3) Unclear allies. I knew I wanted the Crescent Forest to feel different and for the halflings to attack everyone, creating confusion. This would create mystery around the halflings, explain how they are dangerous and manage to survive, and set up interesting interactions with the PCs. I though the Nibenese could be on patrol because the city had been losing troops. Not knowing why, they believed the spirit was full of ghosts.
The ghost stories told by the Nibenese troops ("the forest spirits punish us for logging," "a forest ghost killed my brother") created some mystery. I also described the strange forest, the bizarre presence of grass, the humidity that made their noses and skin feel strange, the many sounds of the forest, etc. Hostile and alien territory!
The army unit moves through the jungle and suddenly the vines come alive, entangling everyone. The trees themselves join the fight, spitting thorns at the column. PCs and Nibenese are all attacked and I ask the PCs what they want to do.
Skills are used, eventually seeing that the vines are magic and the thorns are coming from camouflaged halflings in the leafy trees. Some PCs just hide, some want to help the halflings, others want to calm the panicked soldiers.
My notes were:
- Skill challenge format:
- Each round, ask what they do. At end, a PC is attacked by either Thorn Dart or Spirit Creepers (roll to determine).
- Can try to organize Nibenese (diplo or intimidate, work against Halflings)
- Can try to fight Halflings (see stat blocks)
- Can try to kill Nibenese (See printout. Templar and consort are busy and do not fight PCs unless sought out.)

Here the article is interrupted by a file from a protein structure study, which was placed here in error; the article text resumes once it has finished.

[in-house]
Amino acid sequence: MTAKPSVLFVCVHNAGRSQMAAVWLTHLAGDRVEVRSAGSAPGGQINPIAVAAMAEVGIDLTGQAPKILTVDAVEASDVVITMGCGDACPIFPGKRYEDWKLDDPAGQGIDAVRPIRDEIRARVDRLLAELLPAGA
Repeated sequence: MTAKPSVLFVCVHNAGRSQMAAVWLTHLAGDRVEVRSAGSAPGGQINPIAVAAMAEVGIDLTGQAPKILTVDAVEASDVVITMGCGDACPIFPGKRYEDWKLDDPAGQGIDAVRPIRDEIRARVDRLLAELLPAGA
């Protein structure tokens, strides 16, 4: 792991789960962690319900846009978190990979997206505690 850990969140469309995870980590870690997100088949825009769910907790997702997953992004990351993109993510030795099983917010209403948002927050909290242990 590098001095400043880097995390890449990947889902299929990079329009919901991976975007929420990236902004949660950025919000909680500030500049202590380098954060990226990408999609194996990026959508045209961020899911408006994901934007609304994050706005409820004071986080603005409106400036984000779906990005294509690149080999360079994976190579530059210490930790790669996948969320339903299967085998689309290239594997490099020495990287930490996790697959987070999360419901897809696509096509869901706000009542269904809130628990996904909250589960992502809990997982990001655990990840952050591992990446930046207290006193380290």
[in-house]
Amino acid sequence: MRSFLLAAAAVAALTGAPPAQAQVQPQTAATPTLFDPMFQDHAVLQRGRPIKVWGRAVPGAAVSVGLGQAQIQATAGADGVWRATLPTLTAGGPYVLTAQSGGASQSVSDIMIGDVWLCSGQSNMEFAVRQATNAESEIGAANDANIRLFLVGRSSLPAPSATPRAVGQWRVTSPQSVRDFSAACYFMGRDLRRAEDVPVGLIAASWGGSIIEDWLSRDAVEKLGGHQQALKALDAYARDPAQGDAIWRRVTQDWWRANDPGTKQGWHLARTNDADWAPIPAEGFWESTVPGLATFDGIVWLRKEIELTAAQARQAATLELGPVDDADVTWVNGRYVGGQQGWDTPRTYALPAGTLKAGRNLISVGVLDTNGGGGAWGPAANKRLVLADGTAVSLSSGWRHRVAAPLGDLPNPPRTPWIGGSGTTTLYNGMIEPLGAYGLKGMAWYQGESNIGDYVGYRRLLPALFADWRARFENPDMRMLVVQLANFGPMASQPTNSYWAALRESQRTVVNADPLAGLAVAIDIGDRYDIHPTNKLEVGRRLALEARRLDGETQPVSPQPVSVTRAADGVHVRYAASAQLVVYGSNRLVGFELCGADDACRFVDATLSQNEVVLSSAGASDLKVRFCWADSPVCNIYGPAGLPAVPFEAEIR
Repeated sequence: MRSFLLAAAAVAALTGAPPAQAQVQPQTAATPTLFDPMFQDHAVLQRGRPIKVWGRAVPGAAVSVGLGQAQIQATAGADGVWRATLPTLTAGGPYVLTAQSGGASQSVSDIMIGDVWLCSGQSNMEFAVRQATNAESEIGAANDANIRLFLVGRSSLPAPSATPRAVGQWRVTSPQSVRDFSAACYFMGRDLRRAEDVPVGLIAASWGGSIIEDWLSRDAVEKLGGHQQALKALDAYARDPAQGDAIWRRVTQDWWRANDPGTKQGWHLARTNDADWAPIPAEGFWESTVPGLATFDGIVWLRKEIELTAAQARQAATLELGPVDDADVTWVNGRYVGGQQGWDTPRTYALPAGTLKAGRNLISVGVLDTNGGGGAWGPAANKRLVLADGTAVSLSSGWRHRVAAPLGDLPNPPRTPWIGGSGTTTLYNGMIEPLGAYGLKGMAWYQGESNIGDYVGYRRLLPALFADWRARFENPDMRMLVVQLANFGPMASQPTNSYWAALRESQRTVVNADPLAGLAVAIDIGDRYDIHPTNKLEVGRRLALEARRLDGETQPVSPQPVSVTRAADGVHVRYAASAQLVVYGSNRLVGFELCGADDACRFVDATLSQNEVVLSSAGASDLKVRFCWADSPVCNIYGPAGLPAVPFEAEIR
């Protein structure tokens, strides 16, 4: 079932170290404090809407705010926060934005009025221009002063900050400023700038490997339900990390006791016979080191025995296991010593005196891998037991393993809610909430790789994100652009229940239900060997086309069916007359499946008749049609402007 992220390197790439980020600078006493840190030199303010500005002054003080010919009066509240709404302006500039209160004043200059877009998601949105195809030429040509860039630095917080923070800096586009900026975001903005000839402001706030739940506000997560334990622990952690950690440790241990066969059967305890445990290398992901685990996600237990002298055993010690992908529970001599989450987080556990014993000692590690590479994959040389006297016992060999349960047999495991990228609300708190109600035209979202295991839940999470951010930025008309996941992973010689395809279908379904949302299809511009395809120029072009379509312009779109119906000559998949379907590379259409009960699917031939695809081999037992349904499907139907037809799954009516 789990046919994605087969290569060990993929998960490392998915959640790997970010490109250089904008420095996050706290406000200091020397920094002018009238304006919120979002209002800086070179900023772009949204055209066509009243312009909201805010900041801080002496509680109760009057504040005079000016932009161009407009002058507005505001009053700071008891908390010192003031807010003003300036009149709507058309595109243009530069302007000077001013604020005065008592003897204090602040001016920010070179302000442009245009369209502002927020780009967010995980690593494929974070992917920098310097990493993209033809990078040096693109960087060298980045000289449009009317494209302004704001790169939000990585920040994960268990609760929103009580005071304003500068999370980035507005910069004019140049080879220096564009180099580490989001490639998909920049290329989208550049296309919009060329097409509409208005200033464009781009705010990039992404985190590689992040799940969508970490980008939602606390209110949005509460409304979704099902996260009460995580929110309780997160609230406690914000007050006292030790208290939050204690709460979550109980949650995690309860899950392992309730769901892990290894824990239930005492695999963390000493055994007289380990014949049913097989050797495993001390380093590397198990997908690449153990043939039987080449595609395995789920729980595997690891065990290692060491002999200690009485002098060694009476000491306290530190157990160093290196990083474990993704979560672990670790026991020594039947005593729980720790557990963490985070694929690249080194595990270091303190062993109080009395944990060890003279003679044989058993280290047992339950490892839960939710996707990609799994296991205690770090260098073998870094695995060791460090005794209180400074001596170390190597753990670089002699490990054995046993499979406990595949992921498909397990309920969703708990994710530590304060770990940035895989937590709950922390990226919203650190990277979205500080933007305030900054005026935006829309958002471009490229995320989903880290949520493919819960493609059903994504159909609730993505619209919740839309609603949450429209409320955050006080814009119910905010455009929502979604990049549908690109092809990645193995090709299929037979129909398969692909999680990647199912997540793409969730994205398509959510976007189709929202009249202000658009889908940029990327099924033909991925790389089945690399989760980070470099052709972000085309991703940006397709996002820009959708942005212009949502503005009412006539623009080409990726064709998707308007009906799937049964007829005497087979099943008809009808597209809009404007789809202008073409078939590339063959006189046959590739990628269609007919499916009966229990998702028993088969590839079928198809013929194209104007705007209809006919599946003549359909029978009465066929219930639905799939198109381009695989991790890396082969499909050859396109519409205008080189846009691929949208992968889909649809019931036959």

- Can try to hide or escape (med Stealth, can use other skills)
- Once four successes, achieve that goal.
So, after a round of confusion they start helping the halflings. One group really wanted to find the soldier with their food. Another wanted to engage the Templar, even though she was off in the distance (so, I obliged). Others wanted to do whatever worked best for the halflings. Some used powers, some used skills.
Again, no battlemap was used. The battle was abstract, with descriptive results to paint a vivid picture of the battle in and around trees and dangerous plants. It was a lot of fun, especially when PCs took actions against particular captors I had detailed during the RP.
In the end, the Nibenese were largely destroyed, with just the Templar and a few of her men escaping. There were a lot of options for what could have happened, ranging from both sides retreating to big impacts on future encounters. I can't share what will happen, but let's say the halflings are a lot stronger than they could have been.
4) End on the invitation to Losthome. Losthome is briefly mentioned in the 4E DSCS book but more fully detailed in the Ivory Triangle boxed set. The PCs were busy eating their rations when the halflings surrounded them with spears and blowguns. After some discussion, the halflings seemed pleased and escorted them toward Losthome. To drive home how nothing is safe, the session ended with "We are very pleased you aided us. We invite you be a part of a grand feast!" There wasn't a player in the room without the question "are we dinner?" in their minds!
It was a lot of fun to listen to two of the players in my group, Ian and Justin, talk about the session on their Going Last podcast. (Check it out, it is really funny!).
They felt that the whole thing was like a skill challenge. That's really great, because not one part of it was a traditional success/failure challenge. Instead, there were discrete bits that had some teeth and RP, without conventional ways of tracking progress or XP.
They also liked how the two combats were abstract, without minis. The funny thing is that I actually had minis and tile maps for the second fight, but the first improvised fight was so good in an abstract form that I just kept that for the second fight.
It was interesting to note some PC frustration at machinations as well. One thing that is hard is finding enough time for each PC to shine. I try to bring to light some backstory aspect for 1-2 PCs each session.
I am curious how these blogs are received. Too long and rambling? More examples? Focus more on certain types of encounter pattern breaking? Enough with this concept and back to discussing the setting? More about Ashes of Athas? Help me make this more useful, please!